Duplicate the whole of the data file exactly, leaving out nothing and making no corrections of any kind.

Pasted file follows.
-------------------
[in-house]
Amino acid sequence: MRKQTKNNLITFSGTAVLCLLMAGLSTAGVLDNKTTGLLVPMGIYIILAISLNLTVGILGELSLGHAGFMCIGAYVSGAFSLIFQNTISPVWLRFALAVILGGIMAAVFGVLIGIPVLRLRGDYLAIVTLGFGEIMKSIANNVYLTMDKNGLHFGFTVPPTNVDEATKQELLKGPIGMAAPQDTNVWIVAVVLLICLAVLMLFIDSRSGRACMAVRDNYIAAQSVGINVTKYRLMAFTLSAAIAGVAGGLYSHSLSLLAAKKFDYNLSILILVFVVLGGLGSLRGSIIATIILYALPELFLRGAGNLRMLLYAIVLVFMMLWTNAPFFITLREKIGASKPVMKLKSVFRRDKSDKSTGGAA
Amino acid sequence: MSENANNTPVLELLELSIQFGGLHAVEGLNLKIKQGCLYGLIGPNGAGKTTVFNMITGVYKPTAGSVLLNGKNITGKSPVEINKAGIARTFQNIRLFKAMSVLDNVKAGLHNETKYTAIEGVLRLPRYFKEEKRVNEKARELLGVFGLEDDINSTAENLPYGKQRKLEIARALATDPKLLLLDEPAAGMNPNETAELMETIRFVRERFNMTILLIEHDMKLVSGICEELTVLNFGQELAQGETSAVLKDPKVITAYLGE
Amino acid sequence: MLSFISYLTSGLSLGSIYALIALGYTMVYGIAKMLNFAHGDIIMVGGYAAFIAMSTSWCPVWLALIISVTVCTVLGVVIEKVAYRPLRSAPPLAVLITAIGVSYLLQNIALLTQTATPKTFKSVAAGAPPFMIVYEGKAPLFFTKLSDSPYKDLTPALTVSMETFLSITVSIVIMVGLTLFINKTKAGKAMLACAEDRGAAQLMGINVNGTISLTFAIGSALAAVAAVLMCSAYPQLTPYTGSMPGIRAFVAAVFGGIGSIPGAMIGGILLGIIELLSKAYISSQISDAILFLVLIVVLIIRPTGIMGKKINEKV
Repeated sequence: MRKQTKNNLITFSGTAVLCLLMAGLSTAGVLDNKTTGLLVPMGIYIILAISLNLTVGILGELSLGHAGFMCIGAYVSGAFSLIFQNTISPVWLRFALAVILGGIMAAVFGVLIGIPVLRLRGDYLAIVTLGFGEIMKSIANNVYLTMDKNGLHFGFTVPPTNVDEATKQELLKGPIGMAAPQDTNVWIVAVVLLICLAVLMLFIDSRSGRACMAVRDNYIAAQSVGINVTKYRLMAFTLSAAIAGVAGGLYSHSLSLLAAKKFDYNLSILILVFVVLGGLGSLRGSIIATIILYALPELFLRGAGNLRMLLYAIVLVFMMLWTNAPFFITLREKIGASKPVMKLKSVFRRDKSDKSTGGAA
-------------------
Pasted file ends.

[in-house]
Amino acid sequence: MRKQTKNNLITFSGTAVLCLLMAGLSTAGVLDNKTTGLLVPMGIYIILAISLNLTVGILGELSLGHAGFMCIGAYVSGAFSLIFQNTISPVWLRFALAVILGGIMAAVFGVLIGIPVLRLRGDYLAIVTLGFGEIMKSIANNVYLTMDKNGLHFGFTVPPTNVDEATKQELLKGPIGMAAPQDTNVWIVAVVLLICLAVLMLFIDSRSGRACMAVRDNYIAAQSVGINVTKYRLMAFTLSAAIAGVAGGLYSHSLSLLAAKKFDYNLSILILVFVVLGGLGSLRGSIIATIILYALPELFLRGAGNLRMLLYAIVLVFMMLWTNAPFFITLREKIGASKPVMKLKSVFRRDKSDKSTGGAA
Amino acid sequence: MSENANNTPVLELLELSIQFGGLHAVEGLNLKIKQGCLYGLIGPNGAGKTTVFNMITGVYKPTAGSVLLNGKNITGKSPVEINKAGIARTFQNIRLFKAMSVLDNVKAGLHNETKYTAIEGVLRLPRYFKEEKRVNEKARELLGVFGLEDDINSTAENLPYGKQRKLEIARALATDPKLLLLDEPAAGMNPNETAELMETIRFVRERFNMTILLIEHDMKLVSGICEELTVLNFGQELAQGETSAVLKDPKVITAYLGE
Amino acid sequence: MLSFISYLTSGLSLGSIYALIALGYTMVYGIAKMLNFAHGDIIMVGGYAAFIAMSTSWCPVWLALIISVTVCTVLGVVIEKVAYRPLRSAPPLAVLITAIGVSYLLQNIALLTQTATPKTFKSVAAGAPPFMIVYEGKAPLFFTKLSDSPYKDLTPALTVSMETFLSITVSIVIMVGLTLFINKTKAGKAMLACAEDRGAAQLMGINVNGTISLTFAIGSALAAVAAVLMCSAYPQLTPYTGSMPGIRAFVAAVFGGIGSIPGAMIGGILLGIIELLSKAYISSQISDAILFLVLIVVLIIRPTGIMGKKINEKV
Repeated sequence: MRKQTKNNLITFSGTAVLCLLMAGLSTAGVLDNKTTGLLVPMGIYIILAISLNLTVGILGELSLGHAGFMCIGAYVSGAFSLIFQNTISPVWLRFALAVILGGIMAAVFGVLIGIPVLRLRGDYLAIVTLGFGEIMKSIANNVYLTMDKNGLHFGFTVPPTNVDEATKQELLKGPIGMAAPQDTNVWIVAVVLLICLAVLMLFIDSRSGRACMAVRDNYIAAQSVGINVTKYRLMAFTLSAAIAGVAGGLYSHSLSLLAAKKFDYNLSILILVFVVLGGLGSLRGSIIATIILYALPELFLRGAGNLRMLLYAIVLVFMMLWTNAPFFITLREKIGASKPVMKLKSVFRRDKSDKSTGGAA